Chapter 91NEXT day he got up early to make the room ready for Mildred. He told the woman who had looked after him that he would not want her any more. Mildred came about six, and Philip, who was watching from the window, went down to let her in and help her to bring up the luggage: it consisted now of no more than three large parcels wrapped in brown paper, for she had been obliged to sell everything that was not absolutely needful. She wore the same black silk dress she had worn the night before, and, though she had now no rouge on her cheeks, there was still about her eyes the black which remained after a perfunctory wash in the morning: it made her look very ill. She was a pathetic figure as she stepped out of the cab with the baby in her arms. She seemed a little shy, and they found nothing but commonplace things to say to one another.
"So you've got here all right."
"I've never lived in this part of London before."
Philip showed her the room. It was that in which Cronshaw had died. Philip, though he thought it absurd, had never liked the idea of going back to it; and since Cronshaw's death he had remained in the little room, sleeping on a fold-up bed, into which he had first moved in order to make his friend comfortable. The baby was sleeping placidly.
"You don't recognise her, I expect," said Mildred.
"I've not seen her since we took her down to Brighton."
"Where shall I put her? She's so heavy I can't carry her very long."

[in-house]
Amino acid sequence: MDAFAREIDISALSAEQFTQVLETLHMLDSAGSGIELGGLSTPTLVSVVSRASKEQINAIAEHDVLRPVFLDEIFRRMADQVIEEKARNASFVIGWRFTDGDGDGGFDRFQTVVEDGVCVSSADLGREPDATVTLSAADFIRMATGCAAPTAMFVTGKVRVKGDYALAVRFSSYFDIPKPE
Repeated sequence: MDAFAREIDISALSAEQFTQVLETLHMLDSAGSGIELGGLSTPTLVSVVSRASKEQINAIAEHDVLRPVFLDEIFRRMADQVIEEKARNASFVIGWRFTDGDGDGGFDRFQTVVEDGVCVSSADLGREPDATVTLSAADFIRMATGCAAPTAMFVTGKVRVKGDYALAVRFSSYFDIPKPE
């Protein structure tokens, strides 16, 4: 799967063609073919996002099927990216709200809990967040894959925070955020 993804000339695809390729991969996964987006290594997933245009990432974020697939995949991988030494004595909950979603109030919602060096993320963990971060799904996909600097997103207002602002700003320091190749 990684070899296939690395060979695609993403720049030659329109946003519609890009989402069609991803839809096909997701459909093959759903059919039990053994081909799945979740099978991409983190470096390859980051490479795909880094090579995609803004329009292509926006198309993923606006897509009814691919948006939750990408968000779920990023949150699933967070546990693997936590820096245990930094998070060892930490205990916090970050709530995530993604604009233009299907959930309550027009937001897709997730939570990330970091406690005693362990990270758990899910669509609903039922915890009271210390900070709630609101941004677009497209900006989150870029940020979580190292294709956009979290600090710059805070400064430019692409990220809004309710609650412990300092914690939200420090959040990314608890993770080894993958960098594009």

"I'm afraid I haven't got a cradle," said Philip, with a nervous laugh.
"Oh, she'll sleep with me. She always does."
Mildred put the baby in an arm-chair and looked round the room. She recognised most of the things which she had known in his old diggings. Only one thing was new, a head and shoulders of Philip which Lawson had painted at the end of the preceding summer; it hung over the chimney-piece; Mildred looked at it critically.
"In some ways I like it and in some ways I don't. I think you're better looking than that."
"Things are looking up," laughed Philip. "You've never told me I was good-looking before."
"I'm not one to worry myself about a man's looks. I don't like good-looking men. They're too conceited for me."
Her eyes travelled round the room in an instinctive search for a looking-glass, but there was none; she put up her hand and patted her large fringe.
"What'll the other people in the house say to my being here?" she asked suddenly.
"Oh, there's only a man and his wife living here. He's out all day, and I never see her except on Saturday to pay my rent. They keep entirely to themselves. I've not spoken two words to either of them since I came."
Mildred went into the bedroom to undo her things and put them away. Philip tried to read, but his spirits were too high: he leaned back in his chair, smoking a cigarette, and with smiling eyes looked at the sleeping child. He felt very happy. He was quite sure that he was not at all in love with Mildred. He was surprised that the old feeling had left him so completely; he discerned in himself a faint physical repulsion from her; and he thought that if he touched her it would give him goose-flesh. He could not understand himself. Presently, knocking at the door, she came in again.
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